October’s wine country wildfires are now the costliest in California history, with insurance claims pegged at $9.4 billion.
The latest tally Wednesday from the state Insurance Department means the wine country fires have vaulted past the Oakland Hills fire of 1991 as the most expensive in California fire history. Oakland Hills generated about $2.8 billion in claims, when adjusted for inflation.
The figure was released as wildfires continued to burn in Southern California, including a new blaze that erupted early Wednesday in the posh Bel Air section of Los Angeles. Nearly 200,000 people have been ordered to evacuate, and almost 200 homes have been destroyed.
The wine country fires, which began Oct. 8, killed 44 people and destroyed thousands of homes.
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The vast majority of the wine country claims originated in Sonoma County, where the bulk of the deaths occurred and losses now total $6.9 billion. A total of 14,686 claims have been filed by residents and businesses in Sonoma County. Another 2,470 claims have been filed in Napa County.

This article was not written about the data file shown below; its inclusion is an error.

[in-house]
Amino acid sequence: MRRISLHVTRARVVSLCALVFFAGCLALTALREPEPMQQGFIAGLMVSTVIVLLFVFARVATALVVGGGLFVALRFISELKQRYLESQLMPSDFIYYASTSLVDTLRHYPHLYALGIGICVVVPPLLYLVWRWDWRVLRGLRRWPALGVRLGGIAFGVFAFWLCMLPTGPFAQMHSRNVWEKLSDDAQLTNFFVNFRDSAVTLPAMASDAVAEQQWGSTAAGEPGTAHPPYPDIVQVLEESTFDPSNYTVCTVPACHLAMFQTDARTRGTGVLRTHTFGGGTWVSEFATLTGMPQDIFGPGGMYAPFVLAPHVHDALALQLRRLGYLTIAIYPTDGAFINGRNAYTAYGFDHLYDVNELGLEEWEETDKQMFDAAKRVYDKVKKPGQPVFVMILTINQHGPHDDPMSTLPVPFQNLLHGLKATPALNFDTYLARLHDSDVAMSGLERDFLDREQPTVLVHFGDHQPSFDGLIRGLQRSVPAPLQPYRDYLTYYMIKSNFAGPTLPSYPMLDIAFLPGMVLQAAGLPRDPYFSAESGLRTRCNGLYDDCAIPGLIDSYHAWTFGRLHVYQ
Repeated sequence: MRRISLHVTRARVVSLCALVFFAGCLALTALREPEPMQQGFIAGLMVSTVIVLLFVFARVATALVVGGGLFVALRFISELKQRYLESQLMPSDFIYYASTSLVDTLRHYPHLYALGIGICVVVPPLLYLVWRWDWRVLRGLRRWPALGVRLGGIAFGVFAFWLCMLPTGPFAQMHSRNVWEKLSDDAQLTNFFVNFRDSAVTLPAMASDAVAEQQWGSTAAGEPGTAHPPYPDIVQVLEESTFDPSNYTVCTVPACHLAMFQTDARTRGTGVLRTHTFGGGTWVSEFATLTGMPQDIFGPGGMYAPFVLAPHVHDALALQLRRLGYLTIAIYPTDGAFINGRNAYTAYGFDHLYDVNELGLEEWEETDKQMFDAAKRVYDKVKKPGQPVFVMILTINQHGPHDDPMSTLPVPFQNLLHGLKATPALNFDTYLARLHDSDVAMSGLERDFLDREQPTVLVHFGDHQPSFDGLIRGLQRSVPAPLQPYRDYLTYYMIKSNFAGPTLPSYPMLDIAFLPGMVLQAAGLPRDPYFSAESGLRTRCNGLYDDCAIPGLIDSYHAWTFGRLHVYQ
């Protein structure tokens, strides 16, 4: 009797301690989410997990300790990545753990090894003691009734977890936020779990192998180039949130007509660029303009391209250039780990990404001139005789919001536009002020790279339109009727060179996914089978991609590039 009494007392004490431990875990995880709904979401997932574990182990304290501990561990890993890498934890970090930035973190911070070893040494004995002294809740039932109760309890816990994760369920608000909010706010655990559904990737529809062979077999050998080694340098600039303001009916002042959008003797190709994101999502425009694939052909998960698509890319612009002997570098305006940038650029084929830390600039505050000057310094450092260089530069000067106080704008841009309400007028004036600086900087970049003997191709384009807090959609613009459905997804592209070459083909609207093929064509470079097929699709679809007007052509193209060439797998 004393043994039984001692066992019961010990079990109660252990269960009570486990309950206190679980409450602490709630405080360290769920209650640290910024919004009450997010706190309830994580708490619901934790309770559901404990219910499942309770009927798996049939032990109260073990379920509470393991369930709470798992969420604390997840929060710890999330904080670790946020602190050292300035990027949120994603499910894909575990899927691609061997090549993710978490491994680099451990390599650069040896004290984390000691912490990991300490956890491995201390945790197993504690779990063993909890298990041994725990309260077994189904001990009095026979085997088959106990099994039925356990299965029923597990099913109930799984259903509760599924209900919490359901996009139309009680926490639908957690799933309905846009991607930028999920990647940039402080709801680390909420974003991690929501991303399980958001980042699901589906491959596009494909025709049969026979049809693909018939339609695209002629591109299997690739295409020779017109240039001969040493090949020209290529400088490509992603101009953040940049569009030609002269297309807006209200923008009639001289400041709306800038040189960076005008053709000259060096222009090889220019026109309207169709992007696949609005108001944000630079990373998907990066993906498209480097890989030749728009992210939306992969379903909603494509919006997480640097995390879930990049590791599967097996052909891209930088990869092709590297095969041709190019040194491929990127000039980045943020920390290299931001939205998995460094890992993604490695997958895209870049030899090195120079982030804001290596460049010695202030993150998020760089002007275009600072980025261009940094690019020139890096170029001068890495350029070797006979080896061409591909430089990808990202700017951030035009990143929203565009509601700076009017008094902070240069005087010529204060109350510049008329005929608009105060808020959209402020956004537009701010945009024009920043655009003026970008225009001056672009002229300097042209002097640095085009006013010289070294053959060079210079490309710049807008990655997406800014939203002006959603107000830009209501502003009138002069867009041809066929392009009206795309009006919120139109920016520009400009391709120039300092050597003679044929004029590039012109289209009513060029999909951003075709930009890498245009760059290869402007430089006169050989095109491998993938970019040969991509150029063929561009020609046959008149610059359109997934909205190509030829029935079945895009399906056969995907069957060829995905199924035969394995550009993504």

“The October wildfires that devastated whole communities and tragically cost 44 people their lives have now proven to be the most destructive and deadliest in our state’s history,” said Insurance Commissioner Dave Jones in a prepared statement.
The figures include claims from smaller fires that burned in early October in Yuba, Butte and Mendocino counties.
Of the $9.4 billion in claims, nearly $3.2 billion has been paid out so far by insurers.
The October fires remain under investigation, although Cal Fire and the Public Utilities Commission are probing whether power lines owned by Pacific Gas and Electric Co. were a contributing factor. Multiple lawsuits have been filed against the utility.